Along with taking educational courses, the apprentices work for two years as paid employees of the master graziers. If their mutual experiences have been positive, an apprentice may begin working into the management/ownership of the master grazier’s operation. Or, the apprentice may pursue such an opportunity with another dairy producer planning on retiring.
“The DGA is trying to create this community of skilled people who want to get into dairying,” says Tomandl. “We bring them into contact with retiring dairy producers who want to see their dairy stay a dairy and an independent business.”
Working in a similar vein, David Baker, farm transition specialist with Iowa State University Extension and Outreach, tries to help retiring farmers find a good match in a prospective successor.
For starters, he points them to the database maintained by the Iowa State University Beginning Farmer Center. The center maintains a list of beginning farmers looking for farms and retiring farmers offering farm-start opportunities to beginners.
“The young people on the list far outnumber the established farmers,” he says.
Similar matching programs operate in about 20 other states. Additional resources are offered by the International Farm Transition Network.
Screen promising candidates.
Established farmers and beginners using these matching databases can typically find contact information for participants on the list. Additional information can often be accessed.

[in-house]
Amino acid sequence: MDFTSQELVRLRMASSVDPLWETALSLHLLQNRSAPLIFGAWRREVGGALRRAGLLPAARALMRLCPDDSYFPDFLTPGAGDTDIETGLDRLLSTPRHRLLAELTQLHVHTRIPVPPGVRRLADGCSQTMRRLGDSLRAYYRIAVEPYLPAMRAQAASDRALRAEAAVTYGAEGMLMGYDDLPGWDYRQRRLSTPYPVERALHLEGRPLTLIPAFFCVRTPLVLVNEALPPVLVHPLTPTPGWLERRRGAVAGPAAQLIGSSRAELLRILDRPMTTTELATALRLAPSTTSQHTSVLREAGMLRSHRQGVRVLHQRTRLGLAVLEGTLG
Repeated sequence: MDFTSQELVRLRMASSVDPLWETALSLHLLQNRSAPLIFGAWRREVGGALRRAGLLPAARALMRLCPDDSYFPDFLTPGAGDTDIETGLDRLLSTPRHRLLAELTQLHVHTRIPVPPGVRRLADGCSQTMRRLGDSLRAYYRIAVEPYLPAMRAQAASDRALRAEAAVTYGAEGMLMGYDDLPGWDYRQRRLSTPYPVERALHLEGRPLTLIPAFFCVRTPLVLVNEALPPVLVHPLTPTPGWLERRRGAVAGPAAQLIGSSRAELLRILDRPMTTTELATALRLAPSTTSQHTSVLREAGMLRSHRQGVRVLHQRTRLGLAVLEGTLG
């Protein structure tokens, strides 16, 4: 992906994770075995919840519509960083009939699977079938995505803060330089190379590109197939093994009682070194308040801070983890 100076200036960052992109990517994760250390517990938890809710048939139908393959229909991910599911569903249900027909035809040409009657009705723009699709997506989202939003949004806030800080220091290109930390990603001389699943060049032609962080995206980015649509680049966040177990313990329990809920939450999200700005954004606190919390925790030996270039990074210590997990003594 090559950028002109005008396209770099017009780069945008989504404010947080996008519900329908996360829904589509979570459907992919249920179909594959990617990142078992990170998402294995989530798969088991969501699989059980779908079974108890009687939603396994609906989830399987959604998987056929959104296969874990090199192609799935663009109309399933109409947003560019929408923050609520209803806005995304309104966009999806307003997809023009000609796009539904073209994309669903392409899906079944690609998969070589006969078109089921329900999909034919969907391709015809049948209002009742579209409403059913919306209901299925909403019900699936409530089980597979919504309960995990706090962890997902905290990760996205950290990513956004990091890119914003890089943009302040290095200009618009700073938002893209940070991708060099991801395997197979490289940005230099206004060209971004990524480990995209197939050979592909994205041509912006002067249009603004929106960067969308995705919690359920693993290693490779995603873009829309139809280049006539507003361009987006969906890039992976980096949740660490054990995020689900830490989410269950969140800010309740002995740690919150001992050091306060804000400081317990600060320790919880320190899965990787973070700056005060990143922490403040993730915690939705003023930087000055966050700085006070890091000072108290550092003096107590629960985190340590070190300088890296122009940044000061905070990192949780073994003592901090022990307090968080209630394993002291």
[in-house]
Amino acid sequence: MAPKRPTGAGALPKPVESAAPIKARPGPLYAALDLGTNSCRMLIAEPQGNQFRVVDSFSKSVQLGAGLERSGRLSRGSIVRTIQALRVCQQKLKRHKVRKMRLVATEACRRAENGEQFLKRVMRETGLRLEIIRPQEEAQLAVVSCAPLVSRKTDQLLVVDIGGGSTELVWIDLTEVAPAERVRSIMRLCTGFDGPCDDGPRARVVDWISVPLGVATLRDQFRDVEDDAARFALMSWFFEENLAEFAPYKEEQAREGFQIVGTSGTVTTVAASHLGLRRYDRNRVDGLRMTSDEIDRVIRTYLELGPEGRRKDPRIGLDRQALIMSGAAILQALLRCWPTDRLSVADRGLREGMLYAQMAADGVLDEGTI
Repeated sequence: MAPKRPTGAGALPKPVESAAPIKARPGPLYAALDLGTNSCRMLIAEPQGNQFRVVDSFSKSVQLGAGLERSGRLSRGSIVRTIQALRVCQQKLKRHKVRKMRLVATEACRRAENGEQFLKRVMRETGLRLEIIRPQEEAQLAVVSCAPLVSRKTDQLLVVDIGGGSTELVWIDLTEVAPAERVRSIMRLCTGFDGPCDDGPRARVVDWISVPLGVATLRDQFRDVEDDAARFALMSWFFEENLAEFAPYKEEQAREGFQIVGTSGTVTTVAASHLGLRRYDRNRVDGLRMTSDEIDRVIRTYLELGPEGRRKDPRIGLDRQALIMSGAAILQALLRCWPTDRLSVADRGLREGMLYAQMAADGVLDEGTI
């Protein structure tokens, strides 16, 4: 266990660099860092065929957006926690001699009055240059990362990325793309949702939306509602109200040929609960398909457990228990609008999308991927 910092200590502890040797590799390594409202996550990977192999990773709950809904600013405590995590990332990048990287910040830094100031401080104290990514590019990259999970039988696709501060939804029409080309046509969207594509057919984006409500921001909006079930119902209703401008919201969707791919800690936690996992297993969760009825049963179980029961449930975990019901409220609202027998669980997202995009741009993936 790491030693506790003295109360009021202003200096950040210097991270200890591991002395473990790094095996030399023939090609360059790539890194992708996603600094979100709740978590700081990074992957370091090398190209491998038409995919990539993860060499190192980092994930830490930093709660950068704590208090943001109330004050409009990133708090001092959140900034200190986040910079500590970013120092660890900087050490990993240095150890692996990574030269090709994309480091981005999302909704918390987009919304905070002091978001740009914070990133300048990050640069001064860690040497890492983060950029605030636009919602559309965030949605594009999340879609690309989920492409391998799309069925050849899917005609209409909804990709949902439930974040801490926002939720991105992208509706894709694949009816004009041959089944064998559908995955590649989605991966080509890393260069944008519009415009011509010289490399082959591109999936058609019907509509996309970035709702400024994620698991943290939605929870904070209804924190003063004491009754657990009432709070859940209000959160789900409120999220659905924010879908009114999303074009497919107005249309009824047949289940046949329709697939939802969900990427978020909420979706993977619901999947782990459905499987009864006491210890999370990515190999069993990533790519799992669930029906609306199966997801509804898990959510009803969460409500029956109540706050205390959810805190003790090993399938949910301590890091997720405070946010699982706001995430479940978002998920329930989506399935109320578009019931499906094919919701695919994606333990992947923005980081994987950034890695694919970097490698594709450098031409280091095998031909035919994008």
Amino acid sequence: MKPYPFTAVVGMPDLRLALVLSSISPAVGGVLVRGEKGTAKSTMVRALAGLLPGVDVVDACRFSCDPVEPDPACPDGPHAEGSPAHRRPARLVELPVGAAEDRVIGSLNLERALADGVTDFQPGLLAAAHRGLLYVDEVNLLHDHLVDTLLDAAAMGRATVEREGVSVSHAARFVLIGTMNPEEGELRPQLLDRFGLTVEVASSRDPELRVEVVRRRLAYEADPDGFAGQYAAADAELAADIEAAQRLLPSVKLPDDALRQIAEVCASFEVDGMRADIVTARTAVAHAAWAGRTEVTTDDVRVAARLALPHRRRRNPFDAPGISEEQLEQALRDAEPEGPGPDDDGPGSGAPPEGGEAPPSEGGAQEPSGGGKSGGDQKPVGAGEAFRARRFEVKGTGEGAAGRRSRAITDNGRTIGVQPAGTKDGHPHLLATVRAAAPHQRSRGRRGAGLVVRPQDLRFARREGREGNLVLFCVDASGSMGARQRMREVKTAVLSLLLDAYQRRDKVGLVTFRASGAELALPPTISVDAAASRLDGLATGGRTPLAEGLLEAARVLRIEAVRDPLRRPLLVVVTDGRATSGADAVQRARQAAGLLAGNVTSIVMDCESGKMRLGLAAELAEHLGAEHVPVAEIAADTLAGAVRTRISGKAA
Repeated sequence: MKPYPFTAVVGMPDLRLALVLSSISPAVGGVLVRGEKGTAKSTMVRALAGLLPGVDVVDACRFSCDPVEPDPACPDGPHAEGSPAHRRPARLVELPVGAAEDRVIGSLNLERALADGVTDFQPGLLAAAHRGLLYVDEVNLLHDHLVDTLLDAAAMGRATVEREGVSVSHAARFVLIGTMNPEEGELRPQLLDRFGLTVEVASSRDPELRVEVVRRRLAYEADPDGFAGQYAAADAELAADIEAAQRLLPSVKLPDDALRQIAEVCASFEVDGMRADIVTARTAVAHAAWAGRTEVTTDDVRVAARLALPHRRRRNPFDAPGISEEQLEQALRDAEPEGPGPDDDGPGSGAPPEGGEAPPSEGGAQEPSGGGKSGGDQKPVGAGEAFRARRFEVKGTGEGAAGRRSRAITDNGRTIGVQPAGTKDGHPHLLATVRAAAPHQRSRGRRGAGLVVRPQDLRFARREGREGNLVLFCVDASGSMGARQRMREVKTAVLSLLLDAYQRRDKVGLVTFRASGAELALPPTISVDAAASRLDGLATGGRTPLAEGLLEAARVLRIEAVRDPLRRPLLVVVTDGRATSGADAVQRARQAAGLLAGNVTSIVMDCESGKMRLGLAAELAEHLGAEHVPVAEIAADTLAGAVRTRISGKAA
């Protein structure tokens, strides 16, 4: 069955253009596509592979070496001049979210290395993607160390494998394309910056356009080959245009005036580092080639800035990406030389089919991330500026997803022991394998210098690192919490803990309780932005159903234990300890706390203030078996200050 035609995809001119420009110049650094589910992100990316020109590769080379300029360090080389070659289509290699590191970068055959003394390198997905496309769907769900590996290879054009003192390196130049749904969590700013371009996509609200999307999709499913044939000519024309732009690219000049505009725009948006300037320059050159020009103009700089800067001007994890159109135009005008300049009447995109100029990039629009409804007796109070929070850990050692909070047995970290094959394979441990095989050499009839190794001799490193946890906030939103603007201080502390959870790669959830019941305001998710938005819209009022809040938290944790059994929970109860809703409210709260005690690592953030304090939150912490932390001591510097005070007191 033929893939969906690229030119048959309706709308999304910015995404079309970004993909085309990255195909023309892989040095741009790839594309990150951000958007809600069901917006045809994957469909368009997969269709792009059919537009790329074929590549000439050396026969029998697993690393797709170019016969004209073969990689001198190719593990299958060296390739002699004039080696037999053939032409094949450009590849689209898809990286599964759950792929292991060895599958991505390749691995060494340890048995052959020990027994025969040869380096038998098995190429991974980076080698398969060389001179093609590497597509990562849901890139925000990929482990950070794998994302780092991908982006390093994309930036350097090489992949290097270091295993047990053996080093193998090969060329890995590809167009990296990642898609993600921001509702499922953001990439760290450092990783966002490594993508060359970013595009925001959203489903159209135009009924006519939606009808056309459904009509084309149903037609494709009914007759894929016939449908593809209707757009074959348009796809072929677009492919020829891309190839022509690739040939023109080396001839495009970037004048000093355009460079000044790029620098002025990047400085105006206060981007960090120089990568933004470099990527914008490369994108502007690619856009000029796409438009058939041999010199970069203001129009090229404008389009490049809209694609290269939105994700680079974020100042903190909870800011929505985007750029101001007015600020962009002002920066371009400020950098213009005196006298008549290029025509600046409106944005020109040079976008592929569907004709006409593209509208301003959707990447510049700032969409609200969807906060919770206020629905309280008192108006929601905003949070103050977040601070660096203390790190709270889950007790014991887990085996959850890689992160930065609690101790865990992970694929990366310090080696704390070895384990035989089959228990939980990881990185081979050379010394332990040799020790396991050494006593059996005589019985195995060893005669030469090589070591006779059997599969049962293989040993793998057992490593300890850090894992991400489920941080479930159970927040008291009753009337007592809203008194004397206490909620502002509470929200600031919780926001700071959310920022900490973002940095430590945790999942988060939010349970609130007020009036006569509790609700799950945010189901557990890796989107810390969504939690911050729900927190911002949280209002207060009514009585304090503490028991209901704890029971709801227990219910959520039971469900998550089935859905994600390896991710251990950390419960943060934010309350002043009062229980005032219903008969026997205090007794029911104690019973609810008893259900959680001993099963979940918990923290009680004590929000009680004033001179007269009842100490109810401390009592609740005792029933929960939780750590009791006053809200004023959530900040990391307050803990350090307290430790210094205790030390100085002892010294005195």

Interviews between the individuals conducted by telephone or in person comprise the next step. During these interviews, getting a reading of the young person’s attitude can help you decide whether or not to move forward to the next step in exploring a possible working relationship.
“Communication is critical,” says Baker. “Think about how your choice of words affects the other person. Choose words that encourage the other person to respond in a positive manner. Really listen to each other.”
Listen for common interests and shared values. Try to discern the younger person’s degree of sincerity, commitment, and sense of reality. “While some young people are very aware of the demands of an agricultural life, others are sometimes naïve,” says Baker. “They believe their parents had a good and easy life on the farm, and they will be able to duplicate that. But four years of college and the prospect of owning land does not make you a farmer. It takes commitment.”